Ackroyd defies ruling on Brady story source

Ackroyd: defending source

Robin Ackroyd, the journalist at the centre of the Daily Mirror’s failed court battle over its coverage of the Ian Brady hunger strike story, has vowed to protect his source.

Ackroyd could now face prison if he fails to reveal the identity of the person who leaked the medical records of the Moors Murderer to him.

The freelance journalist came forward as the source of the story last week after the House of Lords ruled that the Daily Mirror must reveal its sources on a story about Brady’s hunger strike.

The article, published in December 1999, revealed verbatim extracts from Brady’s medical records from Ashworth secure hospital.

The hospital’s lawyers have now written to Ackroyd, asking him to disclose his source.

Ackroyd said: "I am prepared to fight if Ashworth decides to take me to court."

Announcing the Law Lords’ ruling, Lord Woolf said the disclosure of sources had a "chilling effect on the freedom of the press", but found that it was "necessary, proportionate and justified" in this case.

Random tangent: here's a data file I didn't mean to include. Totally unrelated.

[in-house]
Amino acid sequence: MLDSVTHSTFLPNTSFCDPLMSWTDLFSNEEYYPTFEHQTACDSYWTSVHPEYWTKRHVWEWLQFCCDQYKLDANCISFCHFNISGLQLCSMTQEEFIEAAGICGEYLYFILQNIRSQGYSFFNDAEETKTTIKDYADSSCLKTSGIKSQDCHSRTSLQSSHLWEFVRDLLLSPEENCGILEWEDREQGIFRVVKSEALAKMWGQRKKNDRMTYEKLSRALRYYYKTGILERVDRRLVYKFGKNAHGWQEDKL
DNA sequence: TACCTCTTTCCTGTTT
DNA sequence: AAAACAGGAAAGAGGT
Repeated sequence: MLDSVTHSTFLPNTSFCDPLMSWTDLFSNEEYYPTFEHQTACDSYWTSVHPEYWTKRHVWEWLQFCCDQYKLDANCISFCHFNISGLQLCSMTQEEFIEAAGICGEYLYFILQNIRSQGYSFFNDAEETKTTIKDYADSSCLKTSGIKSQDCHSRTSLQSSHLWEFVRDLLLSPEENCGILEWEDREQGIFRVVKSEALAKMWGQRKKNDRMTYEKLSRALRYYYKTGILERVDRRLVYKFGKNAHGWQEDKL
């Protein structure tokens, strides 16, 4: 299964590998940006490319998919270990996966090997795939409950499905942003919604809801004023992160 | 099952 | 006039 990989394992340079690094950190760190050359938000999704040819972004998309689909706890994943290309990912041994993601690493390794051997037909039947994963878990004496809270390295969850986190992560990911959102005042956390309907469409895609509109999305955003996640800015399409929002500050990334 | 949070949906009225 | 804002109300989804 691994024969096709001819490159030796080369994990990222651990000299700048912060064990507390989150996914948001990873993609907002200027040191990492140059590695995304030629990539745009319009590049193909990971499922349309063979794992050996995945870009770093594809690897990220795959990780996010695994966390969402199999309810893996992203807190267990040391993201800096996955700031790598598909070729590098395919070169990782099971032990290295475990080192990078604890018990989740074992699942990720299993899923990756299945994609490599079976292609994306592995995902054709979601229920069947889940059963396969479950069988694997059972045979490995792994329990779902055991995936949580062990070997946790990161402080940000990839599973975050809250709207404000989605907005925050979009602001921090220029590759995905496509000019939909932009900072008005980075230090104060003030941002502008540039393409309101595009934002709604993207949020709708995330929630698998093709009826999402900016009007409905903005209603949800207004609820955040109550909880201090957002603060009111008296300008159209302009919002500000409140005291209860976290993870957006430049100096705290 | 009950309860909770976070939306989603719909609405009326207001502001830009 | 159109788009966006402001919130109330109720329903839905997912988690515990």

Media lawyer David Price said it was always going to be harder for a newspaper to successfully argue in court for the protection of a source if the case involves medical records. "There has got to be a balance between freedom of the press and the rights of confidentiality. The consultation between doctors and patients should not generally end up in newspapers."

But Mark Stephens, from media law firm Finers, Stephens, Innocent, said the ruling could have a serious effect on the media’s ability to use information from insider sources.

He said the Daily Mirror was probably wrong to publish the article, but the Law Lords should have stopped short of demanding the source of the story.

Newspapers, said Stephens, would still use information from inside sources but would now get it through third parties to protect themselves from court actions such as this, meaning they had less chance to check the veracity of the source.

"I believe the court has failed to take into account the wider implications of this precedent," he said.

 

By Martin McNamara

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